Event: "Architectural Overlays," a solo exhibition by Virginia Maksymowicz
Location: Holy Family University Art Gallery, Education & Technology Center, Lower Level
9801 Frankford Avenue (near Grant Avenue), Philadelphia, PA 19114
Dates/Times: Exhibition runs from January 13 – February 3, 2016
Artist's talk and reception: Tuesday, January 26, 6 – 8 pm
Exhibits and reception events are free and open to the public.
This exhibition explores the link between the human body and architecture through a variety of media: sculpture, photography, drawing and printmaking.
Over the past two decades, Maksymowicz has created pieces for very particular architectural spaces such as gallery corners, small rooms with overhead ductwork, and parlors with fireplaces. Along the way, the artist has read the architectural theories of Vitruvius, Jacques-François Blondel and Joseph Rykwert, attempting to connect them visually in metaphorical and narrative contexts.
Caryatids in Five Books, Comparisons and Caryatid explore a type of imagery that holds immense metaphorical potential in this regard. Baskets of produce and bread, acanthus, Demeter and Persephone . . . all overlaid onto women's bodies placed in the service of structural columns. The caryatid is both a familiar architectural convention, and the visual summation of human life and women's fundamental role in supporting it. The former considers sculptures of stone and women of flesh, in words and pictures, literally and metaphorically, imprinted and poised on precarious pedestals. The second pairs architectural details and images of woman from a variety of ethnic traditions. The third is an installation combining an eight-foot high drawing of a caryatid with casts of architectural elements and loaves of bread in a mythological mix.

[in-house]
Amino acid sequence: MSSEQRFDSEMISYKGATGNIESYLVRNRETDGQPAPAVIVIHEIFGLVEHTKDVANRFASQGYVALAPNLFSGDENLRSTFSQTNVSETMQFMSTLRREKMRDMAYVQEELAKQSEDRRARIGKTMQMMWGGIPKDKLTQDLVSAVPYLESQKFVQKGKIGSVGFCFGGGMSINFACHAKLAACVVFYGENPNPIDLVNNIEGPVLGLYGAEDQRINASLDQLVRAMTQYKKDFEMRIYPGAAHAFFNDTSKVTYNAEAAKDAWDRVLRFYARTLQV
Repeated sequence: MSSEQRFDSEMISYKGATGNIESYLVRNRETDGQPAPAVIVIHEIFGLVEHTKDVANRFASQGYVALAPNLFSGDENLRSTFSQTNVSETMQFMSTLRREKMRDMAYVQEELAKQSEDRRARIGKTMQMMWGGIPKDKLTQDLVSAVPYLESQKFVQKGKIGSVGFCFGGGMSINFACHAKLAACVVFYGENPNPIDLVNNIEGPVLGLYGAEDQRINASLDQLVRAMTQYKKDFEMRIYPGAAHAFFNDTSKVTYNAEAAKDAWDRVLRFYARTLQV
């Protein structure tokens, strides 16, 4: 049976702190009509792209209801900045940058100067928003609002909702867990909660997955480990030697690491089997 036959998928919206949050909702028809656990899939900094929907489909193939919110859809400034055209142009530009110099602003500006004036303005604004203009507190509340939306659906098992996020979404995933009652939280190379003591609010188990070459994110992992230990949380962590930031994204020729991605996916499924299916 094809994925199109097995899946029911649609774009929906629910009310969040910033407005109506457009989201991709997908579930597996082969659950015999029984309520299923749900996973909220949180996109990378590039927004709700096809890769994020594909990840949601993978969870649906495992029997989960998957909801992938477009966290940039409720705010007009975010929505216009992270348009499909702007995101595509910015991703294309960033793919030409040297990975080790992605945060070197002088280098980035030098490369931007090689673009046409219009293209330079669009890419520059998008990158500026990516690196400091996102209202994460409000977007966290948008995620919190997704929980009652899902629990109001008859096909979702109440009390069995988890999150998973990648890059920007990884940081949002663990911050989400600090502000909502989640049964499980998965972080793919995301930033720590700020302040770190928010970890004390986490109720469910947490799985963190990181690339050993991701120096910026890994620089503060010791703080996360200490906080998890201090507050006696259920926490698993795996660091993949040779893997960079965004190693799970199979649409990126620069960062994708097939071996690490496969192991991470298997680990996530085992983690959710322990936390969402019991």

The Cornice Portraits look at another connection between the human body and the built environment. Maksymowicz has inverted Blondel's architectural theories—which propose that the proportions for cornice moldings should derive from classical concepts of the ideal human profile—by designing cornices based on the actual profiles of a selection of ordinary-looking artists.
Virginia Maksymowicz is an Associate Professor of Art at Franklin & Marshall College, PA. She received a B.A. in Fine Arts from Brooklyn College of the City University of New York and an M.F.A. in Visual Arts from the University of California, San Diego. She has exhibited her work at the Franklin Furnace, Alternative Museum, the Elizabeth Foundation, Grey Gallery and MoMA/Library in New York City, as well as in college, university and nonprofit galleries throughout the U.S. and abroad. Locally, her sculptures have been shown at the Michener Museum (Doylestown), the Woodmere Museum (Philadelphia), the Delaware Center for the Contemporary Arts and the Delaware Art Museum (both Wilmington).
She is a past recipient of a National Endowment for the Arts fellowship in sculpture and grants from the Pennsylvania Council on the Arts and the Leeway Foundation. Her artwork has been reviewed in Sculpture Magazine, The New York Times, New York Newsday, The New Art Examiner and The Philadelphia Inquirer. Her series, The History of Art, appears on the cover of The Female Body, published by the University of Michigan Press (1991).
Virginia Maksymowicz has been a visiting artist at the American Academy in Rome (three times), an artist-in-residence at the Powel House Museum in Philadelphia, and a fellow at the Vermont Studio Center. Before coming to F&M, she taught at Oberlin College in Ohio, the Minneapolis College of Art and Design, Wayne State University, and the Moore College of Art and Design.
This exhibition is part of Holy Family's monthly Gallery shows held throughout the academic year, each of which showcases a new and diverse exhibit featuring artists from around the world as well as Holy Family University's graduating art majors. The intended audiences of this exhibition are people of all ages.
The University Art Gallery is located on the Lower Level of the Education & Technology Center on the University's Northeast Philadelphia campus. The exhibit is free and open to the public. The Gallery is open Monday through Friday, from 8 am to 8 pm.